"How'd you three all get together?" Joan Rivers asked the Beastie Boys. "Juilliard?"
While the comment was snarky, Rivers seemed pleased to have the Beasties as guests on The Late Show, her short-lived late-night talk show on the fledgling Fox network. (This appearance dates from January 1987, about halfway through Rivers' seven-month run, and two months after the rap trio released their chart-topping debut album Licensed to Ill.) She told the audience, "My next guests have previously been referred to as a bunch of loudmouth brats and kids that stomp around the stage like awkward thugs – well, to me, I just like to think of them as my guys."
While introducing the band, however, Rivers flubbed the name of their album, calling it Licensed to Kill. After she put on her glasses and figured out the correct title, she told them, "That's a stupid name for an album." An off-camera Beastie shot back: "Do I detect a note of jealousy in your voice, Joan?" The late Rivers and the group were kindred spirits, unlikely as it might have seemed at the time: four iconic smart-asses from New York City.
The Beastie Boys performed "(You Gotta) Fight for Your Right (To Party!)" in full knucklehead mode, jumping around, posing, pushing each other down, rolling around, even doing a handstand. Onstage with them was DJ Hurricane and a go-go dancer named Eloise, gyrating in a bra and fishnets. But even though the performance is chaotic and sloppy, it's also exhilarating: prime early Beasties.
Twelve years later, Adam Yauch (aka MCA) reflected on the band's meathead image in this era, which he said was originally intended as parody: "By drinking so much beer and acting like sexist macho jerks we actually became just that," he wrote in the liner notes to The Sounds of Science. "So I guess that the story could have a couple of possible morals. One might be, 'Be careful of what you make fun or you might become it.' But the other one, the one that I like is, 'All of the sexist macho jerks in the world are just pretending cause they're caught in a rut, and maybe, at some point in the future, when the planets line up in a certain way, they'll all just snap out of it.'"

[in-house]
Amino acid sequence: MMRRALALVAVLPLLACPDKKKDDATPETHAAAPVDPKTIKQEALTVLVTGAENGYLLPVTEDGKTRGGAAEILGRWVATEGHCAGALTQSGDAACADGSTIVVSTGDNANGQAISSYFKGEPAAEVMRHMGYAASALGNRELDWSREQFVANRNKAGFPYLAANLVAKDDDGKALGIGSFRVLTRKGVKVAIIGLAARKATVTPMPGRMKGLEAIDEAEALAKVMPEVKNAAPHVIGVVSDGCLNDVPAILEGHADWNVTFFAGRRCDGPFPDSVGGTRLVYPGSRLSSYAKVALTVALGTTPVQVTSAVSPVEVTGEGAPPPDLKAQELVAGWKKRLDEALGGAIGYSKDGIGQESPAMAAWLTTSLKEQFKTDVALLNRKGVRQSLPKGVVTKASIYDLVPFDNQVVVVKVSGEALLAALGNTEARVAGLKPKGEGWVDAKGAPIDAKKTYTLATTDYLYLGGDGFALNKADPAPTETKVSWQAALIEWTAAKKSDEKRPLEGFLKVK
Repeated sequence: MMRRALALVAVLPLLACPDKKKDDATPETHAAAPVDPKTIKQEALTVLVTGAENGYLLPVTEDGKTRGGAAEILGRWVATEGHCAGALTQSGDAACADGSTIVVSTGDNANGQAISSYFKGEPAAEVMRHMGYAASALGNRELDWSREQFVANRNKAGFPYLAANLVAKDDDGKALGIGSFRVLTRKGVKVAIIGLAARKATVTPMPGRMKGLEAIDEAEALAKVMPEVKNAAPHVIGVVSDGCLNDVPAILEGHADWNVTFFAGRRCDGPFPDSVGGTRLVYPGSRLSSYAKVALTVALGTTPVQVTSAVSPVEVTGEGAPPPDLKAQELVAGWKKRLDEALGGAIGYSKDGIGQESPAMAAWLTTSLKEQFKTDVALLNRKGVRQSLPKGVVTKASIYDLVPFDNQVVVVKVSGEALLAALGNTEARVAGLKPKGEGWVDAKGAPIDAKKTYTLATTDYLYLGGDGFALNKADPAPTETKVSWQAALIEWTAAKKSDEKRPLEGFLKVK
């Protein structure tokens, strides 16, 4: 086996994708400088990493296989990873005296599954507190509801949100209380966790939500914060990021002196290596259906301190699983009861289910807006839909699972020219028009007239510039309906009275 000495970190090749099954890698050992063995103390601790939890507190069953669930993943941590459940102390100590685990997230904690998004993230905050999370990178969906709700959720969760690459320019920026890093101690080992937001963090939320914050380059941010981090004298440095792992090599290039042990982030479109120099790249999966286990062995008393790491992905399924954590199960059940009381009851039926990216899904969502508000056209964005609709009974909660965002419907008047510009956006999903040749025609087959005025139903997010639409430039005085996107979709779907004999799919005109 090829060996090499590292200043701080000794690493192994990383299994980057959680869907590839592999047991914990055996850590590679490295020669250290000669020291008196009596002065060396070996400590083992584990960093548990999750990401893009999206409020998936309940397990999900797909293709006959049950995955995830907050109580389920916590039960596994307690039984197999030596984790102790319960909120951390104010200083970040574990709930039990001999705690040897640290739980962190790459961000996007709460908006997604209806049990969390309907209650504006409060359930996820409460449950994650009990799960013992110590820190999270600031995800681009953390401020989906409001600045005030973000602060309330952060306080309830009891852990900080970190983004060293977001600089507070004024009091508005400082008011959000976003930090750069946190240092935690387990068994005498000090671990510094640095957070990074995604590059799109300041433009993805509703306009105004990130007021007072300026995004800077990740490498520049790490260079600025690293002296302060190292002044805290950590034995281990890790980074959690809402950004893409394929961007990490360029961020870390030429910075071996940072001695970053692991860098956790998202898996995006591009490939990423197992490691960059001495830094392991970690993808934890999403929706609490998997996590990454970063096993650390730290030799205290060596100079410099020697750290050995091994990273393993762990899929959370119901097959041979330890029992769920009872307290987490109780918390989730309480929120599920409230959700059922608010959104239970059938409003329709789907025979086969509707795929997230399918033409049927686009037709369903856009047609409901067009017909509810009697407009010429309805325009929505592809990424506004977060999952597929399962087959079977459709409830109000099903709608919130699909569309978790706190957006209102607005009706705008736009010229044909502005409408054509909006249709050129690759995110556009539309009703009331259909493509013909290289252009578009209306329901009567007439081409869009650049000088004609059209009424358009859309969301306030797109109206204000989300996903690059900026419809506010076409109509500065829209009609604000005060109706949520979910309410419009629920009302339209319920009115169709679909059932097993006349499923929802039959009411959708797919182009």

The Beasties also played the album closer "Time to Get Ill" during the show's closing credits – or two and a half minutes of it, anyway. They did the line "I got more rhymes than Phyllis Diller" with extra vigor, perhaps considering her a peer of Rivers. And Ad-Rock replaced the line "I'm the king of all kings" with "I eat the Colonel's wings."
In between, the trio did an interview segment with Rivers, presenting her with a dismembered apple, amiably bantering with her and shaving a few years off their ages when asked. (Adam Horovitz, then 20, claimed to be 19. He turns 48 on Friday, October 31 – happy birthday, Ad-Rock!) Horovitz did his Pee-Wee Herman impression and sat on Rivers' desk, while Yauch sat behind it, knocking over a glass of water. "I'm enjoying you," Rivers told them, "because this is not my house." Watching it now will make you miss both Rivers and Yauch all over again.
According to writer Chuck Eddy, who was in attendance at the taping to write a feature on the Beastie Boys for Creem, the group presented Rivers and her husband Edgar Rosenberg with a gift after the show. It was the book ESO: How You and Your Lover Can Give Each Other Hours of Extended Sexual Orgasm.